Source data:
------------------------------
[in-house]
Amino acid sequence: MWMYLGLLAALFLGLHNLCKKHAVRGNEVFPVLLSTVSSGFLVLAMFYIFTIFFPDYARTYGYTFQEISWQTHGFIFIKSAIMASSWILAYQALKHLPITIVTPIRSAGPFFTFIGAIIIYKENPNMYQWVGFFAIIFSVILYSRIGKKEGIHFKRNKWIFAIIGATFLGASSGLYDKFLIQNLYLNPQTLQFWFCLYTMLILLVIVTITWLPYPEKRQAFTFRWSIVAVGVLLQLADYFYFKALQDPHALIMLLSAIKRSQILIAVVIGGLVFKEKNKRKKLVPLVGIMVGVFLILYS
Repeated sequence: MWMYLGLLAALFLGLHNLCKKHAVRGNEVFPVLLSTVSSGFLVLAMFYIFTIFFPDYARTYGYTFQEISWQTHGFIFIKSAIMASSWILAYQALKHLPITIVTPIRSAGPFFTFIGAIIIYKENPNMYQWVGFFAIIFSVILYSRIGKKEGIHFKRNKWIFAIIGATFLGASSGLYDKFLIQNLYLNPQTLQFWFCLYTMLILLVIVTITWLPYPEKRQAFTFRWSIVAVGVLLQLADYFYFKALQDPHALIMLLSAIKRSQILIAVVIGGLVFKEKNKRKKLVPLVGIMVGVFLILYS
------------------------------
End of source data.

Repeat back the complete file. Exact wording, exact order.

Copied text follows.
[in-house]
Amino acid sequence: MWMYLGLLAALFLGLHNLCKKHAVRGNEVFPVLLSTVSSGFLVLAMFYIFTIFFPDYARTYGYTFQEISWQTHGFIFIKSAIMASSWILAYQALKHLPITIVTPIRSAGPFFTFIGAIIIYKENPNMYQWVGFFAIIFSVILYSRIGKKEGIHFKRNKWIFAIIGATFLGASSGLYDKFLIQNLYLNPQTLQFWFCLYTMLILLVIVTITWLPYPEKRQAFTFRWSIVAVGVLLQLADYFYFKALQDPHALIMLLSAIKRSQILIAVVIGGLVFKEKNKRKKLVPLVGIMVGVFLILYS
Repeated sequence: MWMYLGLLAALFLGLHNLCKKHAVRGNEVFPVLLSTVSSGFLVLAMFYIFTIFFPDYARTYGYTFQEISWQTHGFIFIKSAIMASSWILAYQALKHLPITIVTPIRSAGPFFTFIGAIIIYKENPNMYQWVGFFAIIFSVILYSRIGKKEGIHFKRNKWIFAIIGATFLGASSGLYDKFLIQNLYLNPQTLQFWFCLYTMLILLVIVTITWLPYPEKRQAFTFRWSIVAVGVLLQLADYFYFKALQDPHALIMLLSAIKRSQILIAVVIGGLVFKEKNKRKKLVPLVGIMVGVFLILYS